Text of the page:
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Dan Dicker

Dan Dicker

Dan Dicker is a 25 year veteran of the New York Mercantile Exchange where he traded crude oil, natural gas, unleaded gasoline and heating oil…

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Why Well Efficiency Is Overvalued

Oil Rig

When investing in energy companies, or anything else for that matter, we’re playing a bit of a game. There’s tons of information out there coming from oil companies and the analysts that cover them, trying to paint a certain picture on oil. On the other side are the media, mostly lacking in perspective and experience, trying to make a headline or story pitch that will get lots of views, clicks and interest.

Into that morass, we have to figure out what’s really happening, and make predictions on where to put our investment dollar. It’s not easy.

I don’t accuse anyone of misrepresentation – the oil companies are merely trying to show things in their best light, the analysts are trying to spur trading activity. Most journalists on oil come from a generalized financial background and don’t have a clue. But if you look hard, you can find unbiased, deeply researched data. And there are some experienced oil players that have no ‘side of the fight’ they need to be on, and can interpret data and generate useful opinions on where the next investment opportunity might be. I like to think I’m one of those players.

Let’s look at one idea that’s been getting enormous traction, but that I disagree with, during this oil shake-up of the last two plus years: That we’ve entered a new era of lower oil prices that are here to stay and oil companies have prepared themselves to survive it.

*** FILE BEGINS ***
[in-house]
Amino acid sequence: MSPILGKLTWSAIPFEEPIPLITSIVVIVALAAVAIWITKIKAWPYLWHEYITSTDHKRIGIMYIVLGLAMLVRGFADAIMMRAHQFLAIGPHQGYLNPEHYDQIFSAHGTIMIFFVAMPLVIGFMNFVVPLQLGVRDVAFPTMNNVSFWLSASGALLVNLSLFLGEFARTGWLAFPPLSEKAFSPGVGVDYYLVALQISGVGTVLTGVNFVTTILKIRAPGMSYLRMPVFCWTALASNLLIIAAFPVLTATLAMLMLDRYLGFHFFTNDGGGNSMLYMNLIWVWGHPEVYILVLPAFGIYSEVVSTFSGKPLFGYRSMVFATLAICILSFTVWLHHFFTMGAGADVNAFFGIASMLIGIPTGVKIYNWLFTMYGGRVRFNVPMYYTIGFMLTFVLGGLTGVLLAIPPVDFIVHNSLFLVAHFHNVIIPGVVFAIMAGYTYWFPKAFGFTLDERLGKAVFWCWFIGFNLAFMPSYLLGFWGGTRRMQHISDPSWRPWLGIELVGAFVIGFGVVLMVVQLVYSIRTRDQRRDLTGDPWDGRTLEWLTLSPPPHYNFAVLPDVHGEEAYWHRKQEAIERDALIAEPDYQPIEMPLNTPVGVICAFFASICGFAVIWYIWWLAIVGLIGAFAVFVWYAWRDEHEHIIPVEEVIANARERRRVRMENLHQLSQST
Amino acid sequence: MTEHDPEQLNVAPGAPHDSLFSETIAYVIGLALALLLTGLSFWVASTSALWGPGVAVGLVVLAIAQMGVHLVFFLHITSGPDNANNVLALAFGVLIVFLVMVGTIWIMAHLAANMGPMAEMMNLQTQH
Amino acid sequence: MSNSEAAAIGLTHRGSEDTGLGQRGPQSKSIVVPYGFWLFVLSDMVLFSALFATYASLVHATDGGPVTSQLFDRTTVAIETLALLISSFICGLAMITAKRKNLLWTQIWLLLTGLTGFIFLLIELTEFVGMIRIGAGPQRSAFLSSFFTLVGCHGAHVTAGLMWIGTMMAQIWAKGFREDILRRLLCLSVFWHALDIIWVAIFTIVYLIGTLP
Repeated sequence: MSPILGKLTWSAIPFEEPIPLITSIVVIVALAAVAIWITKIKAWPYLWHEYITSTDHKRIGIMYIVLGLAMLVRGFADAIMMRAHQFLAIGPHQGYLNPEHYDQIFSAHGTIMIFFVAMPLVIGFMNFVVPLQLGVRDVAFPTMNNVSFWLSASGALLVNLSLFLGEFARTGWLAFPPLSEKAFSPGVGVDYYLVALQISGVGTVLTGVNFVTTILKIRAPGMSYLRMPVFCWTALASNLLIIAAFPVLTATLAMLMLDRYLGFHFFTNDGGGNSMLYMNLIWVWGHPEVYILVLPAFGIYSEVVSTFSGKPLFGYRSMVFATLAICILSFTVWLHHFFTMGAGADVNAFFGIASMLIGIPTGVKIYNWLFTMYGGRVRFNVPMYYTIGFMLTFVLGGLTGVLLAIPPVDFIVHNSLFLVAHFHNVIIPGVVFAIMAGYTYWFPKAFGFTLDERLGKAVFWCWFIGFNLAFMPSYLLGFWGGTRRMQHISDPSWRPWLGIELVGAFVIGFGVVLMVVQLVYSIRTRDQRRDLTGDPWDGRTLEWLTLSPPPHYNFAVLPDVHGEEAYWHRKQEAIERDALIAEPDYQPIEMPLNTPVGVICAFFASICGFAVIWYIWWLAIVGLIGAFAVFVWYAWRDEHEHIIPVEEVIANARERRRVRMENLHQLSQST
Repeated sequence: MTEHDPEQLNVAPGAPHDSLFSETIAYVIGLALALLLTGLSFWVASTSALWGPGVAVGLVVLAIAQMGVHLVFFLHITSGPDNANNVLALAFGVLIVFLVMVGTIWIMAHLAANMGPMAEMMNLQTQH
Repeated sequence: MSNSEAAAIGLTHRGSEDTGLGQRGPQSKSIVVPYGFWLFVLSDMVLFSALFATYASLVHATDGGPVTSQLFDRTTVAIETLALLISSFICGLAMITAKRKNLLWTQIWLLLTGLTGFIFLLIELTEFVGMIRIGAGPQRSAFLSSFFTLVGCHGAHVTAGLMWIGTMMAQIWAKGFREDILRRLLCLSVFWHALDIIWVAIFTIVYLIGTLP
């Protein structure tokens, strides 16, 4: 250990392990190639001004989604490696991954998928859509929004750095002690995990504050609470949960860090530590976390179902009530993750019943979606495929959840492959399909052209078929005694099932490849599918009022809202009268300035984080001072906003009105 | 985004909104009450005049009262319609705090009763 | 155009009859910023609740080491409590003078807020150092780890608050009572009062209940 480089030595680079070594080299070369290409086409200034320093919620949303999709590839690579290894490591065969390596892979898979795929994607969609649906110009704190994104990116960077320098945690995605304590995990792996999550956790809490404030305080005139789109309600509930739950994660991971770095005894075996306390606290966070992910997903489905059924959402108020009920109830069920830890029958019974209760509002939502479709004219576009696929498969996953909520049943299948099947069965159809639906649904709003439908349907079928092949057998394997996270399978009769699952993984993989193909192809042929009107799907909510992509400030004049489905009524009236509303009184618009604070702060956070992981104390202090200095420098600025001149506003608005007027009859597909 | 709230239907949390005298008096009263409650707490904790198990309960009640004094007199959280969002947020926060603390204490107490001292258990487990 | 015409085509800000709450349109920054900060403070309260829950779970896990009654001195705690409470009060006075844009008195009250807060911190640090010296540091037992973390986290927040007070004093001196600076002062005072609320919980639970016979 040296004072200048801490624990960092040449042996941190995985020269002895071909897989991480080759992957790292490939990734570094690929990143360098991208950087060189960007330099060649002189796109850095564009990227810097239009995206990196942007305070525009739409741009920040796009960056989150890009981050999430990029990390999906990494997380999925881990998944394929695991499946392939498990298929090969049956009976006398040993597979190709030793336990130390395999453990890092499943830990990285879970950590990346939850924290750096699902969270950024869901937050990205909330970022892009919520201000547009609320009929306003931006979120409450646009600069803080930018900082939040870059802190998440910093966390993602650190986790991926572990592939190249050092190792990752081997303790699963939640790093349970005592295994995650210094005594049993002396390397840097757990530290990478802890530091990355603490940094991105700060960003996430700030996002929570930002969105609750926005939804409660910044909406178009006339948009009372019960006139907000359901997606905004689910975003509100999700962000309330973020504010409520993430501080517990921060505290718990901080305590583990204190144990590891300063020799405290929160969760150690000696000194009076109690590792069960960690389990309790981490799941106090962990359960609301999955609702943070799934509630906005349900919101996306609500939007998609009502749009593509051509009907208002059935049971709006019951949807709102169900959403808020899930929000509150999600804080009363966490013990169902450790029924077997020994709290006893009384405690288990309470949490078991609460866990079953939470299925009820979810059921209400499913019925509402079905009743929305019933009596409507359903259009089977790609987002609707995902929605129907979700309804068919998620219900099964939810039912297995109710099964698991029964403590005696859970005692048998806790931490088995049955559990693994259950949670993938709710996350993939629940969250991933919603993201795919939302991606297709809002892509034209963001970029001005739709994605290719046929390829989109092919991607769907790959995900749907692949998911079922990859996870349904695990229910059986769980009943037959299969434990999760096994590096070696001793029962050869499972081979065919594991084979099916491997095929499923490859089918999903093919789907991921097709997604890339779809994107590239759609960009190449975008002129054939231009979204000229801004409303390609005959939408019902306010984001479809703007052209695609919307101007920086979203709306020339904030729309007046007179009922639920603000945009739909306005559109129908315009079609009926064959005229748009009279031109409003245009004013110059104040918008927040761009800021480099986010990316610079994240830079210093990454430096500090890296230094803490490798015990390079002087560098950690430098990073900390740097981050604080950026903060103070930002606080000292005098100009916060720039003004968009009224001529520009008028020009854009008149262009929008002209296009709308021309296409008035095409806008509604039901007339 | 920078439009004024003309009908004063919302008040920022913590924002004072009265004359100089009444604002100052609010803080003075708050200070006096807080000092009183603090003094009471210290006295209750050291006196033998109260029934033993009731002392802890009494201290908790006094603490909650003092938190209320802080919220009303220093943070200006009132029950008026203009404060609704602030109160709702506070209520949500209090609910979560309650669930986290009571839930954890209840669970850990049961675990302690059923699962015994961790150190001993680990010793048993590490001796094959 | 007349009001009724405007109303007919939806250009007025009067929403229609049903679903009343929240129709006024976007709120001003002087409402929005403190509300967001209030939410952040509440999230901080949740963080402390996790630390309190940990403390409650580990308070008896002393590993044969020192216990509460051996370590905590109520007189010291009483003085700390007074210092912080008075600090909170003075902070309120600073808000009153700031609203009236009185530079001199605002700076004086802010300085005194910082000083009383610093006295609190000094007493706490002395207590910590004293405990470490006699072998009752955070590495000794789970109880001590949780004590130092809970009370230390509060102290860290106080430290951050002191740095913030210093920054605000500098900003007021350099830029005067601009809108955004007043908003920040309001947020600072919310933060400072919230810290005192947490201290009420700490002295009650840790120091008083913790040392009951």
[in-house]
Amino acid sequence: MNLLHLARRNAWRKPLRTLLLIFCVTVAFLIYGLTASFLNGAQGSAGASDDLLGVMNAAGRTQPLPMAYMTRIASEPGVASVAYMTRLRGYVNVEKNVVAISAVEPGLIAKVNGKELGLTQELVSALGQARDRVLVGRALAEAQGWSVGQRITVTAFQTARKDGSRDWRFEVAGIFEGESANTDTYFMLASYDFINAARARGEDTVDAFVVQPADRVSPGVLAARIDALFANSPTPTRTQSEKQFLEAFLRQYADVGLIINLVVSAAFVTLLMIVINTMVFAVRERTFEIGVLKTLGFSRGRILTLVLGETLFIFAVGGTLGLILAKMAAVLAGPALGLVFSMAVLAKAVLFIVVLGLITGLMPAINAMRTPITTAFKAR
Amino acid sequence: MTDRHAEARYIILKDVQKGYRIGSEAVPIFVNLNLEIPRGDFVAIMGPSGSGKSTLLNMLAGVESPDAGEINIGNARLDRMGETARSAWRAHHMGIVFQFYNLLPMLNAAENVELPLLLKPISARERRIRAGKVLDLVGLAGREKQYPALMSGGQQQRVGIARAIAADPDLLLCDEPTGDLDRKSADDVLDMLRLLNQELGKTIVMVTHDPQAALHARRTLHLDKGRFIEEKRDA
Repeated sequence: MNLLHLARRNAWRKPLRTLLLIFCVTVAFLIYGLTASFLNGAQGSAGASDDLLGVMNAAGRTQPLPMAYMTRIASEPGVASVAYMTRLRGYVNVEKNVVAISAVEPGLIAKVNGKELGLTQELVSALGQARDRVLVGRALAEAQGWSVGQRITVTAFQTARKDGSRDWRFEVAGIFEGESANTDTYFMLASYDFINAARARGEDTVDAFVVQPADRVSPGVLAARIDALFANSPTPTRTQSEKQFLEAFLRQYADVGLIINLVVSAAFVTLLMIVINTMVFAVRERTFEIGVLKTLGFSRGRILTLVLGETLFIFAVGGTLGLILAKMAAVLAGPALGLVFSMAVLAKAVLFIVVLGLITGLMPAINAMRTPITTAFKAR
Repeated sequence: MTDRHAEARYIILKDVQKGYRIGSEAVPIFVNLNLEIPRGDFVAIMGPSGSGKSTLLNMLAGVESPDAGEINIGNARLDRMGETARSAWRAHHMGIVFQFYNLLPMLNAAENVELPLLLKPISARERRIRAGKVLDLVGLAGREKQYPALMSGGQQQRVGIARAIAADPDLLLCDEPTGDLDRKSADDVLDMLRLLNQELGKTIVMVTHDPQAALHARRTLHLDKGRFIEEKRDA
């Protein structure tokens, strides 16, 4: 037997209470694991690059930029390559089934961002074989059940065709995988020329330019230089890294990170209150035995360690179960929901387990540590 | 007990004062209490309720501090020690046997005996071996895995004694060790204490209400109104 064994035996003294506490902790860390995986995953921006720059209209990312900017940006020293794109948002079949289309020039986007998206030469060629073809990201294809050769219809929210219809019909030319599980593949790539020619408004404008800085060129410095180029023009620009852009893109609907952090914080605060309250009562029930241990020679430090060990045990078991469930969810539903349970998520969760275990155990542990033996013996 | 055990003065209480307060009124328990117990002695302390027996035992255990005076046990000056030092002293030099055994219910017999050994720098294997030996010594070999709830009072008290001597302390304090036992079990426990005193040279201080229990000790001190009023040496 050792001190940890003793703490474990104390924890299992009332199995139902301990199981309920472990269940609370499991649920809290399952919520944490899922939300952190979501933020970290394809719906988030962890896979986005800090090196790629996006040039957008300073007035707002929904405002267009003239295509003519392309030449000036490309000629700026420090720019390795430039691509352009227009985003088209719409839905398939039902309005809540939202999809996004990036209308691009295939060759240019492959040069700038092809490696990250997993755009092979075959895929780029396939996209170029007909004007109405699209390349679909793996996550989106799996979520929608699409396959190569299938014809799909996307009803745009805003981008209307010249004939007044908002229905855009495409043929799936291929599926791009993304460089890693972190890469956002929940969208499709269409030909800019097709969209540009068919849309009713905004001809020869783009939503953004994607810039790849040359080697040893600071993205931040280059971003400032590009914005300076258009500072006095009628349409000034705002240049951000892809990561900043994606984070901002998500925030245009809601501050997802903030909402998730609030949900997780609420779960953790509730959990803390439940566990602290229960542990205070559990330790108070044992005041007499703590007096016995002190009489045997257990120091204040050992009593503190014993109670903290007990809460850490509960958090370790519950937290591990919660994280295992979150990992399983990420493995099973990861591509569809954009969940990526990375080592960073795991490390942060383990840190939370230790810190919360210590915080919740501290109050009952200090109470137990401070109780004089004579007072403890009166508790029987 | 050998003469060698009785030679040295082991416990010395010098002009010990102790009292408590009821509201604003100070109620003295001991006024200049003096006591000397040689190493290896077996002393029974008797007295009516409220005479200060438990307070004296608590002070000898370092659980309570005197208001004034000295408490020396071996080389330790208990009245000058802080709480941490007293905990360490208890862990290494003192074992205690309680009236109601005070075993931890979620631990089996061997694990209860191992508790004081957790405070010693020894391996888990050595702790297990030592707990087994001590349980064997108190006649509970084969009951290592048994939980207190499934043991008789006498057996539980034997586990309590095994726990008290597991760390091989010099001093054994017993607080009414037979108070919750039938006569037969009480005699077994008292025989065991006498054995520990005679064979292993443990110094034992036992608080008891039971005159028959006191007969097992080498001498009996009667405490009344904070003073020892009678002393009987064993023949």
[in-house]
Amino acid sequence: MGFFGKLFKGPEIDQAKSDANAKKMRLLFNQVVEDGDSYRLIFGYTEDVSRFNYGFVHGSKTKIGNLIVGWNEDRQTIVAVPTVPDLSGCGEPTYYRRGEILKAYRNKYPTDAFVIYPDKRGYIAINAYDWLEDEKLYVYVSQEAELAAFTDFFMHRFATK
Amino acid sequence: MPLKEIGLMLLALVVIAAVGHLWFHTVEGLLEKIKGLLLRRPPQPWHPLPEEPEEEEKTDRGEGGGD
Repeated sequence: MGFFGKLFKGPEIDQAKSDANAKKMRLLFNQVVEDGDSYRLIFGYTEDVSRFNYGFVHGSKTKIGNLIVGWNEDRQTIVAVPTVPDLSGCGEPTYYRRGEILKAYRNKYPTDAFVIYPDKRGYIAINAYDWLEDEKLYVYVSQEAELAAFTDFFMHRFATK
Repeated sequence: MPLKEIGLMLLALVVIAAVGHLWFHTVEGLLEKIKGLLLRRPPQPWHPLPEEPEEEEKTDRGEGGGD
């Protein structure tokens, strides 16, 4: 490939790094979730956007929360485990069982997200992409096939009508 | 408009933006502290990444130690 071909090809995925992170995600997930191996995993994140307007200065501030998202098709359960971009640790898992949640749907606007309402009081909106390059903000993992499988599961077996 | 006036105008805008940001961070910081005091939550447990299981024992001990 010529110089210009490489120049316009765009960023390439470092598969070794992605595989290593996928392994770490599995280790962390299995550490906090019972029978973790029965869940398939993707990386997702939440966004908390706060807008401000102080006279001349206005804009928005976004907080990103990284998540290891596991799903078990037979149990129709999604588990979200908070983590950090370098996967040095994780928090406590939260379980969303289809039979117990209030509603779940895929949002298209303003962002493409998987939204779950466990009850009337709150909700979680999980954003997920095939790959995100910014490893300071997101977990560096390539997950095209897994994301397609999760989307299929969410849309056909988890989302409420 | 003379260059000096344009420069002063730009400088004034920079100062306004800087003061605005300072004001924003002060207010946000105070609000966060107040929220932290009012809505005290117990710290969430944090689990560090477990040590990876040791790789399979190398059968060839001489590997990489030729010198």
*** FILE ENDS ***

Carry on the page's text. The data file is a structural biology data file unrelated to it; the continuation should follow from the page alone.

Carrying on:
We know that most shale oil companies have spent much of the last two years concentrating on lowering spending, increasing efficiencies and doing a big PR effort to assure shareholders and Wall Street that their economics can withstand low oil prices longer than the other guy, with cash neutral promises that have been laughably in the $40-55 a barrel oil range.

Now, look at just a bit of data on Bakken shale drilling from a relatively unknown source (but a terrific one) – Enno Peters of Shaleprofile.com:

(Click to enlarge)

(Click to enalrge)

(Click to enlarge)

This raw data is spectacular in its simplicity, but even more in the lack of added commentary – without much analysis to accompany the interactive post, we’re free to draw whatever conclusions seems obvious from these graphs of Bakken shale oil production since 2007. Here are mine:

First, production in the Bakken is now in decline – it is not clear…




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